The Times has created an impressive infographic visualizing the modern Olympic results, in three events, during the 116 year history of the modern games. Visualized are the long jump, the 100m swimming freestyle, and the 100m dash. Each chart shows where past Olympians would stand at the time of the top competitors finish.
It is fascinating to see how much better, faster, and more determined we have become. Some of these accelerated results may stem from pure human achievement, and some may stem from advances in technology and evolution of the game in question, but whatever the reason these graphs are a reminder of the greatness we can achieve. All in all, it is a wonderful visualization.
[via The New York Times]
As children we find comfort in familiarity. We are told to stay away from strangers, and are apprehensive when we encounter something new or different. Imagery and visual perception plays a huge role in the way we maneuver through life from childhood to adulthood. Anthony Smith, a young New Hampshire boy, wears a hearing aid and recently informed his mother that he didn’t want to wear it. Anthony is an avid fan of comic books and superheros. His bedroom is decorated with posters and bedsheets depicting the characters and imagery we all know and love. He sees these images every day, and they bring him happiness and joy. However, Anthony started to realize that none of the super heroes wore hearing aids. In his eyes, they don’t need to face adversity, or use aids to get through life, they are super after all. Realizing the hearing aid has positively influenced her sons life, his mother took measures to ensure her son felt confident about himself and his needs. She wrote Marvel Comics seeking examples of superheros that experienced hearing loss. To her surprise Marvel quickly responded with an image of the superhero Hawkeye, who wears hearing aids due to 80% hearing loss. Alongside this example they sent a drawing of a new character who wore a hearing aid. He is named “Blue Ear” after the name Anthony and his mother have given to his hearing aid.
The things we see affect our lives immensely. These images sent by Marvel will likely change this Boy’s perception of his life for many years to come. This act of kindness may have only taken a short time to implement, but an hour of work on their part probably meant the world to this boy. This type of strength in the sense of visual perception, I believe, is too often taken for granted.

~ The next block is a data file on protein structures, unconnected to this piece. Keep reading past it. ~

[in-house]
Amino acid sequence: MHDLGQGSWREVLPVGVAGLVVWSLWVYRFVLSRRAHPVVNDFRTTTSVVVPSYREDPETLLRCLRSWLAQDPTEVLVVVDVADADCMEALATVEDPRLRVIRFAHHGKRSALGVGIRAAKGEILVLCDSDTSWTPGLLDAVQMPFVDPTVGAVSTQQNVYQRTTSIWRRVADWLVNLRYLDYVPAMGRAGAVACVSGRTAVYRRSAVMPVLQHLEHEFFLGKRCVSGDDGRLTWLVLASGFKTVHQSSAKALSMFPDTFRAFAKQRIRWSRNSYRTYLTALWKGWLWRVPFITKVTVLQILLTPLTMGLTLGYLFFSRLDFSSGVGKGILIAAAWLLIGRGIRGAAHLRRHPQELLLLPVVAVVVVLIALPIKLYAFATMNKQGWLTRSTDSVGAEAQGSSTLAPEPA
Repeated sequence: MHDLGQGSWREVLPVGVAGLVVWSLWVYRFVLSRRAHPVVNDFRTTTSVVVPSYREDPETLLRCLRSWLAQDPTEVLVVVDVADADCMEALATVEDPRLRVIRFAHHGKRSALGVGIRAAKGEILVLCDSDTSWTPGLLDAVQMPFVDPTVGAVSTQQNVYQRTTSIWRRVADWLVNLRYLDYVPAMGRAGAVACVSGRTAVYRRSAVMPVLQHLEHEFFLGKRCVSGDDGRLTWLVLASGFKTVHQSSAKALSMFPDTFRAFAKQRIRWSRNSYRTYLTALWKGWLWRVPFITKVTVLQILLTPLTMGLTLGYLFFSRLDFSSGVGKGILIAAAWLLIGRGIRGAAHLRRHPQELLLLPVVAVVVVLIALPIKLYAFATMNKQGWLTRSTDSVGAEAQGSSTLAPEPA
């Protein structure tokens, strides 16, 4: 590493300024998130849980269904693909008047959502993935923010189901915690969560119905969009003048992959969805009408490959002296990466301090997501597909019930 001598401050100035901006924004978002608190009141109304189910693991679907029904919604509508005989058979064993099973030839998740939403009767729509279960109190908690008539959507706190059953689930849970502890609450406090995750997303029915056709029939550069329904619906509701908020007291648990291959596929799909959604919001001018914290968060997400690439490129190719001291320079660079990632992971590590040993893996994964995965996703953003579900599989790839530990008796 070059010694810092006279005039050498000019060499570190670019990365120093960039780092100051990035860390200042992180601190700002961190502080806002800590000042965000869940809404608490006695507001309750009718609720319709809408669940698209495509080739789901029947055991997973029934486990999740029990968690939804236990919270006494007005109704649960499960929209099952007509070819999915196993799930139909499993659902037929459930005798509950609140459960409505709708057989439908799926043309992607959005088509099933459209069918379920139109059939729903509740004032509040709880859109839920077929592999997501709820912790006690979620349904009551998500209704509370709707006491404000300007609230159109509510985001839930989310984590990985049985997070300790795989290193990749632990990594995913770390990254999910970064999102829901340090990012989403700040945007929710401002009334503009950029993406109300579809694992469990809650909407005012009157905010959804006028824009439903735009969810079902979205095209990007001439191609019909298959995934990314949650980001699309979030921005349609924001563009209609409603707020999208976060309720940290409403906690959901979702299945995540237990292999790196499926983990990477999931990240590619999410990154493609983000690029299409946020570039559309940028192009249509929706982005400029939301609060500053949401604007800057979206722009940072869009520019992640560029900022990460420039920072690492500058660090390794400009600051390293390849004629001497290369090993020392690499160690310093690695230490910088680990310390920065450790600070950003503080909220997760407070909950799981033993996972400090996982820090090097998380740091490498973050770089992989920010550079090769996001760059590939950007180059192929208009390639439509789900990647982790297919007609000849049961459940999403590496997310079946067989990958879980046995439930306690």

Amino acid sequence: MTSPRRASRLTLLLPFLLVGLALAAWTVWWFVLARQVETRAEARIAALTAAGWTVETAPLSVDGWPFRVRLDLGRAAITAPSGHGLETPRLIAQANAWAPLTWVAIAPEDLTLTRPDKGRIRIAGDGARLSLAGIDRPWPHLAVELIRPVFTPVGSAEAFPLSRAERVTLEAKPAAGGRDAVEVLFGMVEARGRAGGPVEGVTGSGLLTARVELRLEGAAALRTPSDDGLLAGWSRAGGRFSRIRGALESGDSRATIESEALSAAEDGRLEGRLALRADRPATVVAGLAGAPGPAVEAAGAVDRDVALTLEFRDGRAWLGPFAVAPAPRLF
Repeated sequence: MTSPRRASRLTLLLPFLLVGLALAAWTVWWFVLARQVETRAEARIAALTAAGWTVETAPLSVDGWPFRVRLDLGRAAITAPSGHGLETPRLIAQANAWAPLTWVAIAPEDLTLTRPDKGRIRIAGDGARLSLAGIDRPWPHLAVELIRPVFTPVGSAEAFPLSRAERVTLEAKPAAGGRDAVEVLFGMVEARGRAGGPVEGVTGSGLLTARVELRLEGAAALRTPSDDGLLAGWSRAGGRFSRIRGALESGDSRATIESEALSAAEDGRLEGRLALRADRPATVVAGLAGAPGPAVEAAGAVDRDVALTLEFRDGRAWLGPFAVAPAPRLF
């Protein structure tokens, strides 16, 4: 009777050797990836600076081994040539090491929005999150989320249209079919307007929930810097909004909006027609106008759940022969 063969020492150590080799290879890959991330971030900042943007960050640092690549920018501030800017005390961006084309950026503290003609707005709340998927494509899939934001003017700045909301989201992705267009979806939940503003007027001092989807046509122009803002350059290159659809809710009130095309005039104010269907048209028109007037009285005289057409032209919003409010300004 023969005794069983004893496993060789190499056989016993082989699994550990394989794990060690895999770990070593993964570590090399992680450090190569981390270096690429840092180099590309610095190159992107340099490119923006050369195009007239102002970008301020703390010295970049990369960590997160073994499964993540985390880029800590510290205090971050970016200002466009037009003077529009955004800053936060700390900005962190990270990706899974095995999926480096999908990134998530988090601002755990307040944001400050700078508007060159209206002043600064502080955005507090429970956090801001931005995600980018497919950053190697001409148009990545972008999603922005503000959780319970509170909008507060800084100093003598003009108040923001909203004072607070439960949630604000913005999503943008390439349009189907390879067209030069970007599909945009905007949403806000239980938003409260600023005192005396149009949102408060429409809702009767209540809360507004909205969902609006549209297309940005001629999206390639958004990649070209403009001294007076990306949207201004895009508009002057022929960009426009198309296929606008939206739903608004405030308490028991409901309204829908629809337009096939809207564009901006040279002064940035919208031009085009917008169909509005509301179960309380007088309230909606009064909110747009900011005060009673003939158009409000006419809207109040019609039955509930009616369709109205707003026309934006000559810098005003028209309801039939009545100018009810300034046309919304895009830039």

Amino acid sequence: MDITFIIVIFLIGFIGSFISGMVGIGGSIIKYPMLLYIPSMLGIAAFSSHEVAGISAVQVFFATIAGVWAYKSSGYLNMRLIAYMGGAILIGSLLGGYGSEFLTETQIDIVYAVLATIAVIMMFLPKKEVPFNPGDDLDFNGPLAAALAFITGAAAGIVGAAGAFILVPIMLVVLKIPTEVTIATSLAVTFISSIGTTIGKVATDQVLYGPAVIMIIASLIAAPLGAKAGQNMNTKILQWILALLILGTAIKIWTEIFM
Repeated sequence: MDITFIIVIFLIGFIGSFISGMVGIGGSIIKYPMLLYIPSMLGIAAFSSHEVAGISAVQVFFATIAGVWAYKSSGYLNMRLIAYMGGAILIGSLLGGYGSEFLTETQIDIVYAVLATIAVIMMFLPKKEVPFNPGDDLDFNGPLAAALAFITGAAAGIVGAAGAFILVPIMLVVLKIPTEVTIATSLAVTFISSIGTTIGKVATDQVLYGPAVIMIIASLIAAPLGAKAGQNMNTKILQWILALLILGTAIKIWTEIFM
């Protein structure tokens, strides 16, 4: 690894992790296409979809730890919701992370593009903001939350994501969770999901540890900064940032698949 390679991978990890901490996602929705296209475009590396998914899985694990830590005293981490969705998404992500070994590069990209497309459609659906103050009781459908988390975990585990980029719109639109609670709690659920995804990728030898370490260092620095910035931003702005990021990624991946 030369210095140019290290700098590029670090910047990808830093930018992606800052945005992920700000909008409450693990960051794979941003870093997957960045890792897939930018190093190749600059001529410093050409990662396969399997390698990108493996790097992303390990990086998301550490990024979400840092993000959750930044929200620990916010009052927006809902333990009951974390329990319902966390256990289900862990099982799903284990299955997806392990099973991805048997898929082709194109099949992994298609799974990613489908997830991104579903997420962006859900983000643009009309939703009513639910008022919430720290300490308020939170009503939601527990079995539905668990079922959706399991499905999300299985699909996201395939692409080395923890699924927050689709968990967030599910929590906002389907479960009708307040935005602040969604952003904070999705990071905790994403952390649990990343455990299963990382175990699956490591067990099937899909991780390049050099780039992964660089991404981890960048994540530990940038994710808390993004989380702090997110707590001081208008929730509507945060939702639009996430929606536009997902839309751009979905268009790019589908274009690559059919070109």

Today, I can smile.
[via My Fox Boston]
There has been a ton of construction on my street lately. Buildings are being torn down and replaced with new, modern structures. Change is good, but the process towards that change is often hectic, chaotic, and beautiful.
It’s not very often that a post falls under all three categories of Past, Present, and Future. However, the blog I Love Typography has succeeded! They have embarked on a project to document the worlds most beautiful signage through mobile snapshots coupled with geotagging. This project analyzes the history of signage retrospectively, shows us what signage still exists, and ensures that the future will still hold these beautiful images when the physical pieces are long gone.
[via I Love Typography]
These Post-it Note watches (designed by Doriane Favre) are a clever, modern alternative to remembering information—rather than tying a string around your finger. You can buy them here.
The paint gurus at Sherwin-Williams has created a color picking web-app that creates comprehensive color palettes from almost any photograph or image on the web with just one click. The result is called Chip It! and while this tool is meant to help people buy the correct paint colors, I can see myself using this tool regularly in my own work. This is very nice change from the normal, invasive, and unusable promotional “apps” that seem to dominate the internet lately. Enjoy!
(After writing this post, a friend informed me of the Sherwin-Williams Android app Color Snap. Check it out!)